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Research Papers

Transport of Entropy Waves Within a High Pressure Turbine Stage

[+] Author and Article Information
Paolo Gaetani

Politecnico di Milano,
Dipartimento di Energia,
Laboratorio di Fluidodinamica delle Macchine
Via Lambruschini, 4,
Milano 20158, Italy
e-mail: paolo.gaetani@polimi.it

Giacomo Persico

Politecnico di Milano,
Dipartimento di Energia,
Laboratorio di Fluidodinamica delle Macchine
Via Lambruschini, 4,
Milano 20158, Italy
e-mail: giacomo.persico@polimi.it

1Corresponding author.

Contributed by the International Gas Turbine Institute (IGTI) of ASME for publication in the JOURNAL OF TURBOMACHINERY. Manuscript received September 19, 2018; final manuscript received November 29, 2018; published online January 16, 2019. Editor: Kenneth Hall.

J. Turbomach 141(3), 031006 (Jan 16, 2019) (9 pages) Paper No: TURBO-18-1254; doi: 10.1115/1.4042165 History: Received September 19, 2018; Revised November 29, 2018

This paper presents the results of an experimental study on the transport of entropy waves within a research turbine stage, representative of the key aero-thermal phenomenon featuring the combustor-turbine interaction in aero-engines. The entropy waves are injected upstream of the turbine by a dedicated entropy wave generator (EWG) and are released in axial direction; they feature circular shape with peak amplitude in the center and exhibit sinusoidal-like temporal evolution over the whole wave area. The maximum over-temperature amounts to 7% of the undisturbed flow, while the frequency is 30 Hz. The entropy waves are released in four azimuthal positions upstream of the stage, so to simulate four different burner-to-stator blade clocking. Time-resolved temperature measurements were performed with fast microthermocouples (FTC); the flow and the pressure field upstream and downstream of the stator and the rotor was measured with five-hole pneumatic probes and fast-response aerodynamic pressure probes. The entropy waves are observed to undergo a relevant attenuation throughout their transport within the stator blade row, but they remain clearly visible at the stator exit and retain their dynamic characteristics. In particular, the total temperature distribution appears severely altered by burner-stator clocking position. At the stage exit, the entropy waves loose their coherence, appearing spread in the azimuthal direction to almost cover the entire pitch in the outer part of the channel, while being more localized below midspan. Despite the severe and unsteady interaction of the entropy waves within the rotor, they retain their original dynamic character. A comparison with measurements performed by injecting steady hot streaks is finally reported, remarking both differences and affinities. As a relevant conclusion, it is experimentally shown that entropy waves can be proficiently simulated by considering a succession of hot streaks of different amplitude.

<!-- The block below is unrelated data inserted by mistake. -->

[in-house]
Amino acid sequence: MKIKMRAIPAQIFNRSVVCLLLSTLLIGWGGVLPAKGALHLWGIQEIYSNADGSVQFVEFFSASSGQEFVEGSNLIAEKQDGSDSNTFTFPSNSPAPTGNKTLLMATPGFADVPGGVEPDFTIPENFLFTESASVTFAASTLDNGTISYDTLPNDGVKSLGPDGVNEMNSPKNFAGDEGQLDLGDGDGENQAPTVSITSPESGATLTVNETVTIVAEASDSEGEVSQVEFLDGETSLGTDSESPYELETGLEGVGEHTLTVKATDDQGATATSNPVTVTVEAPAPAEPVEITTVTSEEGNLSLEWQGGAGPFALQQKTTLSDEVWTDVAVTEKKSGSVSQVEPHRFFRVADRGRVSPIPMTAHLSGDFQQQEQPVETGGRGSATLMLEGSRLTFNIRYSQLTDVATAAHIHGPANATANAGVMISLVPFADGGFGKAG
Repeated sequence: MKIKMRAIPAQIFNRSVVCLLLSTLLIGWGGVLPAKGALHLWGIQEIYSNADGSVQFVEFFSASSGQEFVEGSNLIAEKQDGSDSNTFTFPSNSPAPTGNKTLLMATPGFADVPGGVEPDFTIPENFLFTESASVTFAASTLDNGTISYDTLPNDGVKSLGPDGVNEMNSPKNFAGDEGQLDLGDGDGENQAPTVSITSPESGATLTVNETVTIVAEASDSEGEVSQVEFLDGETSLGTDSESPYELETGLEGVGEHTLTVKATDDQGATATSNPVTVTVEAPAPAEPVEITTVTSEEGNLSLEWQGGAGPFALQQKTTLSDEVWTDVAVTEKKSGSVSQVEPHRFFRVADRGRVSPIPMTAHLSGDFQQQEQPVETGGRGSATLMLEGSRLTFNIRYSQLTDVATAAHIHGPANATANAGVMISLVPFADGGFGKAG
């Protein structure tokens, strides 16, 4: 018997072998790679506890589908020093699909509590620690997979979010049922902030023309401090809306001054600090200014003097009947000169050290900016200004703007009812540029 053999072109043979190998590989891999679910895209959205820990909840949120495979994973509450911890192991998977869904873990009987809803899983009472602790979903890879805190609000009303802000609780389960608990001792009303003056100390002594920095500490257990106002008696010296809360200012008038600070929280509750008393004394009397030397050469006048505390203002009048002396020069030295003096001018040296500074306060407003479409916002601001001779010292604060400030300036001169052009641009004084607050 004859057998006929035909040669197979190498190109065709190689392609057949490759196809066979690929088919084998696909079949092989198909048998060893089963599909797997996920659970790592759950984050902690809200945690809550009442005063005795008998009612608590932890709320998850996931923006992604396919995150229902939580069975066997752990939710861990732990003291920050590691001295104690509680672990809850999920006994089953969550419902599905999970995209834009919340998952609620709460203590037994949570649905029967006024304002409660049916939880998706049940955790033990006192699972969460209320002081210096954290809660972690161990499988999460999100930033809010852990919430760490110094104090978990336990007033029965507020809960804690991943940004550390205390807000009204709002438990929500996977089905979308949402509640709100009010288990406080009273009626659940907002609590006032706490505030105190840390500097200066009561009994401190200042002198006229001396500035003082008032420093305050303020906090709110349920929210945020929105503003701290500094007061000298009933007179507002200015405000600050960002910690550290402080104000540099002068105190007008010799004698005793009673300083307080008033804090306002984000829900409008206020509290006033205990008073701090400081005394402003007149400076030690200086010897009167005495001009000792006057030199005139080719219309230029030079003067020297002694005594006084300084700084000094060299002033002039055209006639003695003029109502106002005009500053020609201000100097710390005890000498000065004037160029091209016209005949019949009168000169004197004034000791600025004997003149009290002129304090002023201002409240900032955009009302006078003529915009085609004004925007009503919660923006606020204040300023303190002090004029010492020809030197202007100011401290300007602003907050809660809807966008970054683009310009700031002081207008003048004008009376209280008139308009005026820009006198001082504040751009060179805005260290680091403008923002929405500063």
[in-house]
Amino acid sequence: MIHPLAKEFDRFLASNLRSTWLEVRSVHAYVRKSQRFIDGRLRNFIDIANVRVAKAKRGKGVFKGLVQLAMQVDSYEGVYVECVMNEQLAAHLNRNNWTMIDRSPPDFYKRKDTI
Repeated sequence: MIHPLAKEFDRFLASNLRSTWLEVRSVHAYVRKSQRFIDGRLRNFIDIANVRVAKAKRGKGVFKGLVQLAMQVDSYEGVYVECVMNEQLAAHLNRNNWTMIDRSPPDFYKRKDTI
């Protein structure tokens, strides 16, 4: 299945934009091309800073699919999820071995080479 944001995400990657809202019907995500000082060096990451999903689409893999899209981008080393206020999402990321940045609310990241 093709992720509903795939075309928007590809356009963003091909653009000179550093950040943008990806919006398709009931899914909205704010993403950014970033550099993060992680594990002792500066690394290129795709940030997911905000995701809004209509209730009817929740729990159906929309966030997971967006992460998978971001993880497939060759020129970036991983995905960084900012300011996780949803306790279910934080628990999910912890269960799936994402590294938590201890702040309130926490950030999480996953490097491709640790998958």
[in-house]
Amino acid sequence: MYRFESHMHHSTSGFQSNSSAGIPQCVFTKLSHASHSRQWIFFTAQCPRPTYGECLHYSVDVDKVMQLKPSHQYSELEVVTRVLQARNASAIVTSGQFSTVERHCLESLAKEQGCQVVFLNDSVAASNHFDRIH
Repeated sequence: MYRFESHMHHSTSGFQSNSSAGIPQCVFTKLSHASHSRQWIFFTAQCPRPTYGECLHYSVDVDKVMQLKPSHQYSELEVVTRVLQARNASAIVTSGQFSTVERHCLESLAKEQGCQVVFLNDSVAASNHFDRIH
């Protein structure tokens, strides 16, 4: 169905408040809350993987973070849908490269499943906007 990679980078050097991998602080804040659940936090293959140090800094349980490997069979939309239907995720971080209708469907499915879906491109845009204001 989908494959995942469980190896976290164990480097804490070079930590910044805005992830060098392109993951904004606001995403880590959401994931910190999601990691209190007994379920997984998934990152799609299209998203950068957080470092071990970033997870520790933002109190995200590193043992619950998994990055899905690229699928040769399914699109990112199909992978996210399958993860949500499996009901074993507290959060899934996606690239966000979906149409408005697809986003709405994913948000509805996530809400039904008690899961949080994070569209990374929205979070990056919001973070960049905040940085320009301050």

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References

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Figures

Grahic Jump Location
Fig. 1

Meridional cut of the test section; T0, T1, T2 = stage-inlet, stator-exit, stage-exit traverses; EWG: entropy wave generator

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Fig. 4

Amplitude of EW temperature oscillations at the stator-exit for the four different injector-stator clocking positions, made nondimensional with respect to the maximum of the entropy wave at the stator inlet reported in Fig. 2 (in Celsius)

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Fig. 2

Amplitude of temperature oscillations in the entropy wave at the stage inlet (T0). Injector aligned with the stator leading edge.

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Fig. 3

Flow field downstream of the stator (T1): (a) total pressure loss, (b) streamwise vorticity, (c) absolute flow angle, and (d) Mach number

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Fig. 10

Time-evolution of the entropy wave at the rotor-exit for stator midpitch injection

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Fig. 5

Entropy wave time evolution for the PS case

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Fig. 8

Temperature fluctuations at the rotor exit made nondimensional with respect to the inlet maximum temperature fluctuation (represented in Fig. 2), for the four EW injection positions

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Fig. 6

Time-averaged flow field in the relative frame downstream of the rotor

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Fig. 7

Total temperature field downstream of the rotor. Stage inlet total temperature = 50 °C.

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Fig. 9

Temperature difference with respect to the case without injection at the rotor exit, for hot streak injection (taken from Ref. [10])

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